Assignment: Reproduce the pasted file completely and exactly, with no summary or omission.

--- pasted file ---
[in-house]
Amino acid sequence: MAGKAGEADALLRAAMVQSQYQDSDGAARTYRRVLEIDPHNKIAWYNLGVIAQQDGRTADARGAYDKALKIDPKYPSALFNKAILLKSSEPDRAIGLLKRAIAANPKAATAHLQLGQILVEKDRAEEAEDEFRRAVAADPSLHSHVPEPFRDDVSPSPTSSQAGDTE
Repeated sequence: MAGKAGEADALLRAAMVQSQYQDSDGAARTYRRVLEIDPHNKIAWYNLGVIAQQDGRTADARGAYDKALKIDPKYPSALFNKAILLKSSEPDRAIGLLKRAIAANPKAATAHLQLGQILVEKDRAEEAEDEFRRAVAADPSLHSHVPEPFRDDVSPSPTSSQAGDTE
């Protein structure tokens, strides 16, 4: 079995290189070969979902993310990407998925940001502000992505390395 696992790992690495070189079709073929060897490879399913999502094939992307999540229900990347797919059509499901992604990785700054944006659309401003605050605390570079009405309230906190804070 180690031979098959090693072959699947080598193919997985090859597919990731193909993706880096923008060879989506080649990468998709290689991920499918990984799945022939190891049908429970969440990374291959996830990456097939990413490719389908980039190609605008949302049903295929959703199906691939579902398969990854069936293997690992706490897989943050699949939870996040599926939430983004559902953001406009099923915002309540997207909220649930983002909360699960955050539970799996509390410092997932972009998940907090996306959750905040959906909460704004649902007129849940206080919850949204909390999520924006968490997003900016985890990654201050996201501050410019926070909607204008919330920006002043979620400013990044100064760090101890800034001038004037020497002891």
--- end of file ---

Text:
[in-house]
Amino acid sequence: MAGKAGEADALLRAAMVQSQYQDSDGAARTYRRVLEIDPHNKIAWYNLGVIAQQDGRTADARGAYDKALKIDPKYPSALFNKAILLKSSEPDRAIGLLKRAIAANPKAATAHLQLGQILVEKDRAEEAEDEFRRAVAADPSLHSHVPEPFRDDVSPSPTSSQAGDTE
Repeated sequence: MAGKAGEADALLRAAMVQSQYQDSDGAARTYRRVLEIDPHNKIAWYNLGVIAQQDGRTADARGAYDKALKIDPKYPSALFNKAILLKSSEPDRAIGLLKRAIAANPKAATAHLQLGQILVEKDRAEEAEDEFRRAVAADPSLHSHVPEPFRDDVSPSPTSSQAGDTE
């Protein structure tokens, strides 16, 4: 079995290189070969979902993310990407998925940001502000992505390395 696992790992690495070189079709073929060897490879399913999502094939992307999540229900990347797919059509499901992604990785700054944006659309401003605050605390570079009405309230906190804070 180690031979098959090693072959699947080598193919997985090859597919990731193909993706880096923008060879989506080649990468998709290689991920499918990984799945022939190891049908429970969440990374291959996830990456097939990413490719389908980039190609605008949302049903295929959703199906691939579902398969990854069936293997690992706490897989943050699949939870996040599926939430983004559902953001406009099923915002309540997207909220649930983002909360699960955050539970799996509390410092997932972009998940907090996306959750905040959906909460704004649902007129849940206080919850949204909390999520924006968490997003900016985890990654201050996201501050410019926070909607204008919330920006002043979620400013990044100064760090101890800034001038004037020497002891």